We need a directory in which we will pull the repository. Open up the File Station and create a directory named projects somewhere. In my case it runs on the root folder of my drive.

SSH

Next, make sure you have SSH enabled:

  1. Open up Control Panel.
  2. Search for ssh and click Terminal & SNMP
  3. Click the Enable SSH service checkbox.
  4. Click the Apply button.

Now that SSH is enabled, we need to set up your profile in order for the git command to work. Open your profile in Nano with:

nano ~/.profile

Add the following line of code:

export
PATH="$PATH:/sbin:/bin:/usr/sbin:/usr/bin:/usr/syno/sbin:/usr/syno/bin:/usr/local/sbin:/usr/local/bin"

Press ctrl+x to exit the Nano editor. Choose y to save the file. Now exit your SSH session. Next time you SSH into your NAS, the profile is applied.

2. Prepare your repository

This CI/CD-method works with 3 files that need to be added to the repository. Together these files will create the CI/CD pipeline.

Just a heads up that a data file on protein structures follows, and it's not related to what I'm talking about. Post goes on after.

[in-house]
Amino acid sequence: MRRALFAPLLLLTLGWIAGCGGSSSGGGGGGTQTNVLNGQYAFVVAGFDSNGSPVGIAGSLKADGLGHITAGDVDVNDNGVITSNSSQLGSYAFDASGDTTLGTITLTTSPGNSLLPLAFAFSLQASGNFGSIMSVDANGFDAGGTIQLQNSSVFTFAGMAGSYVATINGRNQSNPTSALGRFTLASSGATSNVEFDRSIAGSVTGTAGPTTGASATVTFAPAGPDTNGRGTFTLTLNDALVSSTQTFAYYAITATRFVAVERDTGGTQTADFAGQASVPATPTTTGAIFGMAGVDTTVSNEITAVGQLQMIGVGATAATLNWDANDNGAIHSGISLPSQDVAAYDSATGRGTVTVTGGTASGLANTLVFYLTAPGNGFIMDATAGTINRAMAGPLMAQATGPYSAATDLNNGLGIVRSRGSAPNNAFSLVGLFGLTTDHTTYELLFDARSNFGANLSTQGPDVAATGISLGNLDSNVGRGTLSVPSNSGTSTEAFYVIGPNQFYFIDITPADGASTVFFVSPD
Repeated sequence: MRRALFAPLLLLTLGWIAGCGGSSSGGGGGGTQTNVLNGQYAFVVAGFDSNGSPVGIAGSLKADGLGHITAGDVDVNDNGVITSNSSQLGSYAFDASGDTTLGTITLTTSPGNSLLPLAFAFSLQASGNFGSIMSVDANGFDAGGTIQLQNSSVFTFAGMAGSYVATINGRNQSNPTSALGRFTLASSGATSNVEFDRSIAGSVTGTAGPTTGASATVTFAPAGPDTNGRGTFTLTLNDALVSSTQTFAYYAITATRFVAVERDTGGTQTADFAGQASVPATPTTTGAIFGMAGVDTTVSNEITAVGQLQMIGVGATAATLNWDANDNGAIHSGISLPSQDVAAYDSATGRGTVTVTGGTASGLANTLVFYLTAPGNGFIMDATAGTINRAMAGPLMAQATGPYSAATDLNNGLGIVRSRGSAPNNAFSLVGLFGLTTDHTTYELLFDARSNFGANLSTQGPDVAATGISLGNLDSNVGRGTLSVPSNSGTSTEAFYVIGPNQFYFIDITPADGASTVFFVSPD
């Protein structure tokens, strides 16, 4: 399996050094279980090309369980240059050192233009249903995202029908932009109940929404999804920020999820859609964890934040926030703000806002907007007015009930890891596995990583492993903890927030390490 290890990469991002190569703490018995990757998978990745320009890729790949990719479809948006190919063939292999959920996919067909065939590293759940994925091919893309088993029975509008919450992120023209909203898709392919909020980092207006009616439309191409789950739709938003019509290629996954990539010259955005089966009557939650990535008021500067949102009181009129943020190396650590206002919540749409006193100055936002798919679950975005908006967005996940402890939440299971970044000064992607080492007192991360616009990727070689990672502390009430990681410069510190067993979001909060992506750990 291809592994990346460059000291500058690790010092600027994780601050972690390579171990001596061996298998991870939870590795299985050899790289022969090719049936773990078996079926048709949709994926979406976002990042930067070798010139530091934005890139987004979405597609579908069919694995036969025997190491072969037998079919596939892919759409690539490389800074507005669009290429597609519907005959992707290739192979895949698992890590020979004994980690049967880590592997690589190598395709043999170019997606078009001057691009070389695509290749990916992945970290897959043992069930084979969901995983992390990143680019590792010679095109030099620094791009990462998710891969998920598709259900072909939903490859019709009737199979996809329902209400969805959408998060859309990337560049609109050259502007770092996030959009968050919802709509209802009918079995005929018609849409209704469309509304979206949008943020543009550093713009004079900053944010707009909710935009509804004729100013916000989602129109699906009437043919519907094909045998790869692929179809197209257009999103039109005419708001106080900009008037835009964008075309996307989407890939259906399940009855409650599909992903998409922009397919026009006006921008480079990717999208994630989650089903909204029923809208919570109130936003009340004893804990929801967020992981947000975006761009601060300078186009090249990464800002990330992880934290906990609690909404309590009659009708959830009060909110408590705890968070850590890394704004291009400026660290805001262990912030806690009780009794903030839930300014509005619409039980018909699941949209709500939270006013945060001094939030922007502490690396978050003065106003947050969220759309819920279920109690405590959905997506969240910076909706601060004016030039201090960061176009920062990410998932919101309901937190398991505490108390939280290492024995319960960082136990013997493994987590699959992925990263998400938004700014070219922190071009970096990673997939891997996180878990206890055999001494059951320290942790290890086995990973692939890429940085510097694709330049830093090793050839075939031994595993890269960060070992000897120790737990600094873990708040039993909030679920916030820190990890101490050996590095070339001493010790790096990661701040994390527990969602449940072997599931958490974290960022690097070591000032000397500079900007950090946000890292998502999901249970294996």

Build+test: Dockerfile

The first file is the Dockerfile. It contains all the information to test, build and package your application into a production container. The demo Dockerfile uses a multi-stage build for the Node.js application.

Deploy: docker-compose.yaml

The second file is the docker-compose.yaml. It stores everything needed to run the container on your NAS. It contains information on volumes that need to be mapped, ports that should be exposed and the name of the image. More on Docker Compose can be found here.

This is what I used for the demo file:

version: '3'
services:
  web:
    image: hello:latest
    restart: always